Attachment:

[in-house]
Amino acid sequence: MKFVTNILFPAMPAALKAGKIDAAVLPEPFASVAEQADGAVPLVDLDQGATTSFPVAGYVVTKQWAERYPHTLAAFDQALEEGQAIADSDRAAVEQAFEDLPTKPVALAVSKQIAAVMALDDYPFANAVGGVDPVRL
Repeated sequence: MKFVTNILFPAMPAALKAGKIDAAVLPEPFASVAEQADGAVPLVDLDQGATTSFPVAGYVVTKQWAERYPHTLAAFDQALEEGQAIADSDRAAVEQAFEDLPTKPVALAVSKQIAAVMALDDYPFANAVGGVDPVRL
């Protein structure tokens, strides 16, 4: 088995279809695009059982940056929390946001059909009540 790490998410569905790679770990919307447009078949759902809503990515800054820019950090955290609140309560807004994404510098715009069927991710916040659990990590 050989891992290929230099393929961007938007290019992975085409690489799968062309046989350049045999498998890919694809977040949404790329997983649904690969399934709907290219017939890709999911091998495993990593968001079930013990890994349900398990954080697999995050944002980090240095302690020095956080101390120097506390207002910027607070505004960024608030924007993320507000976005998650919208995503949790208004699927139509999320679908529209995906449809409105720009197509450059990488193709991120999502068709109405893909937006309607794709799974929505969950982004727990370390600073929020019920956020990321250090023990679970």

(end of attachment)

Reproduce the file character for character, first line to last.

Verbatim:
[in-house]
Amino acid sequence: MKFVTNILFPAMPAALKAGKIDAAVLPEPFASVAEQADGAVPLVDLDQGATTSFPVAGYVVTKQWAERYPHTLAAFDQALEEGQAIADSDRAAVEQAFEDLPTKPVALAVSKQIAAVMALDDYPFANAVGGVDPVRL
Repeated sequence: MKFVTNILFPAMPAALKAGKIDAAVLPEPFASVAEQADGAVPLVDLDQGATTSFPVAGYVVTKQWAERYPHTLAAFDQALEEGQAIADSDRAAVEQAFEDLPTKPVALAVSKQIAAVMALDDYPFANAVGGVDPVRL
């Protein structure tokens, strides 16, 4: 088995279809695009059982940056929390946001059909009540 790490998410569905790679770990919307447009078949759902809503990515800054820019950090955290609140309560807004994404510098715009069927991710916040659990990590 050989891992290929230099393929961007938007290019992975085409690489799968062309046989350049045999498998890919694809977040949404790329997983649904690969399934709907290219017939890709999911091998495993990593968001079930013990890994349900398990954080697999995050944002980090240095302690020095956080101390120097506390207002910027607070505004960024608030924007993320507000976005998650919208995503949790208004699927139509999320679908529209995906449809409105720009197509450059990488193709991120999502068709109405893909937006309607794709799974929505969950982004727990370390600073929020019920956020990321250090023990679970």